What’s an AG?

The Attorney General is the “People’s Lawyer.”  The Michigan Constitution, Art. V, provides that the people directly elect the Attorney General.  Under Michigan law, the AG exists to defend “the public interest.”  Courts define the AG as the “guardian of the people.”  And so rather than serving the person who appointed him or her to office, the Attorney General serves the people.  The AG is not the Republicans’ lawyer; not the Democrats’ lawyer; not even the Governor’s lawyer, in the first instance.  The Attorney General is the People’s Lawyer.

The office of Attorney General was born in England and sailed across the Atlantic even before there was a “United States.”  In the early years, the Attorney General was the “King’s Lawyer,” representing royal interests across the British Isles.  But as power moved from Crown to crowd, the Attorney General became the voice not of royal interests but of the public interest.

As one state’s court described this shift:

It is true that at common law the duty of the Attorney General was to represent the King, he being the embodiment of the state. But under the democratic form of government now prevailing the people are the King, so the Attorney General’s duties are to that sovereign rather than to the machinery of government.   

Because the Attorney General is the “People’s Lawyer,” his or her job is to stand up for us—ordinary people—and especially for those who don’t have a voice.  In one of the most well-known American cases describing the office of state Attorney General, a federal court wrote:

The Attorney-General is the attorney and legal guardian of the people . . . . [I]t is his duty to use means most effectual to the enforcement of the laws, and the protection of the people… The office of the Attorney-General is a public trust.  It is a legal presumption that he will do his duty, that he will act with strict impartiality.

As our advocate, the AG’s mission is to make Michigan safe:

  • Safe at home
  • Safe on the streets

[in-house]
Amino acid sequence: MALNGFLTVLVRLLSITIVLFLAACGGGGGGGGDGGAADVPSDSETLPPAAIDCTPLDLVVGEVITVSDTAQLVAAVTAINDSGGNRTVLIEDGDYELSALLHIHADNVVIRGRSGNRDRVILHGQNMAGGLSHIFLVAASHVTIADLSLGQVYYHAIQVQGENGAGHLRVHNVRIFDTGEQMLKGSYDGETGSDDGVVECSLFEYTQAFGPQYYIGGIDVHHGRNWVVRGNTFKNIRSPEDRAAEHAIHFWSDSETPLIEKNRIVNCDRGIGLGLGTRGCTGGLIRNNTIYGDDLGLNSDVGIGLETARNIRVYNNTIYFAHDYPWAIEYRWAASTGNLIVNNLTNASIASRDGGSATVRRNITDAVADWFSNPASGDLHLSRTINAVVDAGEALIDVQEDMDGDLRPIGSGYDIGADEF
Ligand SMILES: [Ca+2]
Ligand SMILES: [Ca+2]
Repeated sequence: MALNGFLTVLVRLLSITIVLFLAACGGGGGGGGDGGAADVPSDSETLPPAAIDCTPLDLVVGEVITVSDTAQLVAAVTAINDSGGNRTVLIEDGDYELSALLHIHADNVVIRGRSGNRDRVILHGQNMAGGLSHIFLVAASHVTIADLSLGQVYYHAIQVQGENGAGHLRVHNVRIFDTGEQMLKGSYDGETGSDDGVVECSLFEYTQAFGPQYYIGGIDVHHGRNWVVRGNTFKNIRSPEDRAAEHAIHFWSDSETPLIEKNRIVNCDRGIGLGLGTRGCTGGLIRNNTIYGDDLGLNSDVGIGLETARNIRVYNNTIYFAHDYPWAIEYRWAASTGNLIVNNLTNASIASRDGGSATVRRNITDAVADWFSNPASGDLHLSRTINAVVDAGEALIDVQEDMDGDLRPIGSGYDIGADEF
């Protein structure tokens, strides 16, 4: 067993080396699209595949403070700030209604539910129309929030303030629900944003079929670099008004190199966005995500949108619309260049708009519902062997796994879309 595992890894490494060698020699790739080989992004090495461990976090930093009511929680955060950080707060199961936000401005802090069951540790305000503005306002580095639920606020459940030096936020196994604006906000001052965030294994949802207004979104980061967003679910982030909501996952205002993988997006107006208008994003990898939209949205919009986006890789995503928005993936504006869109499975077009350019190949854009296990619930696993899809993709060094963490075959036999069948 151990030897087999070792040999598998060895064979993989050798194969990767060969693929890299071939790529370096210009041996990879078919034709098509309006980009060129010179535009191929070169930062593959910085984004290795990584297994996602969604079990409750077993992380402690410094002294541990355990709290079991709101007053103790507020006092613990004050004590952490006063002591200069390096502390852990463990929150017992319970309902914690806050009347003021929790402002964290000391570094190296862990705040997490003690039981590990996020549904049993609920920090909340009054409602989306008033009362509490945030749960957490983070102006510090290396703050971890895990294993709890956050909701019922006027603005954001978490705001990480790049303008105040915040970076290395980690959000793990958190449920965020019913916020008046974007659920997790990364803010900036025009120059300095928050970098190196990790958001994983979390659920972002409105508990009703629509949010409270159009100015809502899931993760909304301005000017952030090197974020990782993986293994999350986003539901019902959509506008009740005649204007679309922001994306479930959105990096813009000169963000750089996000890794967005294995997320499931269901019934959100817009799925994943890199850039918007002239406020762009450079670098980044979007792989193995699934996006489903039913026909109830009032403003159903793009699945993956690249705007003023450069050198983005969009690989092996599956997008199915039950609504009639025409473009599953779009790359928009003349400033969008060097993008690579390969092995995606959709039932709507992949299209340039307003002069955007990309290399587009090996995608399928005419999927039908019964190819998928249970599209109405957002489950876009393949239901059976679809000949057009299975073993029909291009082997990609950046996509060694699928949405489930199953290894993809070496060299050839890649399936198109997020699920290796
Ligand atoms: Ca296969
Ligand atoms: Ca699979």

• Safe at school and safe on the internet
  • Safe in the marketplace and safe on the job
  • Safe from corporations that profit from harm
  • Safe from corrupt political interests and the abuse of political power
  • And that that our Great Lakes and our great forests—the air we breathe—are safe as well.

The laws of our state give the AG not only the power, but the responsibility to carry out this mission.  The powers and responsibilities of the Michigan Attorney General are defined by the Michigan Constitution, state statutes, and the common law (that body of rules, accumulated over years by judicial decision, that helps define the office).

The Attorney General does not exist by the will of the legislature or serve at the pleasure of the Governor.  We, the People of Michigan, created the office in our Constitution.  The AG isempowered to intervene in any court proceeding “whenever such intervention is necessary in order to protect any right or interest of the state, or of the people of the state.”  Early in the history of our state, the Michigan Supreme Court recognized, “A broad discretion is vested in this officer in determining what matters may, or may not, be of interest to the people generally.  We must recognize the fact that the office of Attorney General is ancient in its origin and history, and it is generally held by the states of the Union that the Attorney General has a wide range of powers at common law.”

The breadth of these powers in AG offices across the United States is shaped, to a significant degree, by the legacy of General Frank Kelley, Michigan’s Attorney General from 1961 to 1988.  General Kelley was the first to create a consumer protection and an environmental protection unit in a state AG’s office.  In addition to handling the state’s litigation, the AG’s work today includes:

  • Keeping citizens safe from crime
  • Ensuring charities follow their mission
  • Protecting consumers in the marketplace from corporate abuse
  • Stopping companies that adopt anti-competitive measures
  • Upholding public access to government information
  • Interpreting state law through formal and letter opinions
  • Prosecuting corrupt government officials
  • Protecting the environment – our forests, streams, and Great Lakes
  • Prosecuting fraudsters who steal from state programs, like Medicaid